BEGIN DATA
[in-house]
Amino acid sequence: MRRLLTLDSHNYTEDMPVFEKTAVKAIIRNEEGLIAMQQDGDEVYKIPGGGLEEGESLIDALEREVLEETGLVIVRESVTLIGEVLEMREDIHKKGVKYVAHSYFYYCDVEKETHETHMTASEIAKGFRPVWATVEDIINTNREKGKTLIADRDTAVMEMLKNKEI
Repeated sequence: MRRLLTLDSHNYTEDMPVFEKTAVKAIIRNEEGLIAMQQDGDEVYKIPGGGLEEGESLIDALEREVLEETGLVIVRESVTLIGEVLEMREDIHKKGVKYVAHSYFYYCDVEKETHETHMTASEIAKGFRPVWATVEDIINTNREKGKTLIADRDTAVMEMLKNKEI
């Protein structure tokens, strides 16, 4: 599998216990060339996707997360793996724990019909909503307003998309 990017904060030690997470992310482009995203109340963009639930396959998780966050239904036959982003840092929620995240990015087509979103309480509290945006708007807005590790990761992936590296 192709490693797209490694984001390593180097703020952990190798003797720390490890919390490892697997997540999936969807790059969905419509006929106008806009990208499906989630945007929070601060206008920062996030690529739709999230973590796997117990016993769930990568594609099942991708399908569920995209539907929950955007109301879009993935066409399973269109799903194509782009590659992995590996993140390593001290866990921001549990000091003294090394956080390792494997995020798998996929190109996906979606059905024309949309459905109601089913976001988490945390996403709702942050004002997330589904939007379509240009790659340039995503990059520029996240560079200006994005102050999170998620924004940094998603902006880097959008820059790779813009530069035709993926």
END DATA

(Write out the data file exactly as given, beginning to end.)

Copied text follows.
[in-house]
Amino acid sequence: MRRLLTLDSHNYTEDMPVFEKTAVKAIIRNEEGLIAMQQDGDEVYKIPGGGLEEGESLIDALEREVLEETGLVIVRESVTLIGEVLEMREDIHKKGVKYVAHSYFYYCDVEKETHETHMTASEIAKGFRPVWATVEDIINTNREKGKTLIADRDTAVMEMLKNKEI
Repeated sequence: MRRLLTLDSHNYTEDMPVFEKTAVKAIIRNEEGLIAMQQDGDEVYKIPGGGLEEGESLIDALEREVLEETGLVIVRESVTLIGEVLEMREDIHKKGVKYVAHSYFYYCDVEKETHETHMTASEIAKGFRPVWATVEDIINTNREKGKTLIADRDTAVMEMLKNKEI
């Protein structure tokens, strides 16, 4: 599998216990060339996707997360793996724990019909909503307003998309 990017904060030690997470992310482009995203109340963009639930396959998780966050239904036959982003840092929620995240990015087509979103309480509290945006708007807005590790990761992936590296 192709490693797209490694984001390593180097703020952990190798003797720390490890919390490892697997997540999936969807790059969905419509006929106008806009990208499906989630945007929070601060206008920062996030690529739709999230973590796997117990016993769930990568594609099942991708399908569920995209539907929950955007109301879009993935066409399973269109799903194509782009590659992995590996993140390593001290866990921001549990000091003294090394956080390792494997995020798998996929190109996906979606059905024309949309459905109601089913976001988490945390996403709702942050004002997330589904939007379509240009790659340039995503990059520029996240560079200006994005102050999170998620924004940094998603902006880097959008820059790779813009530069035709993926």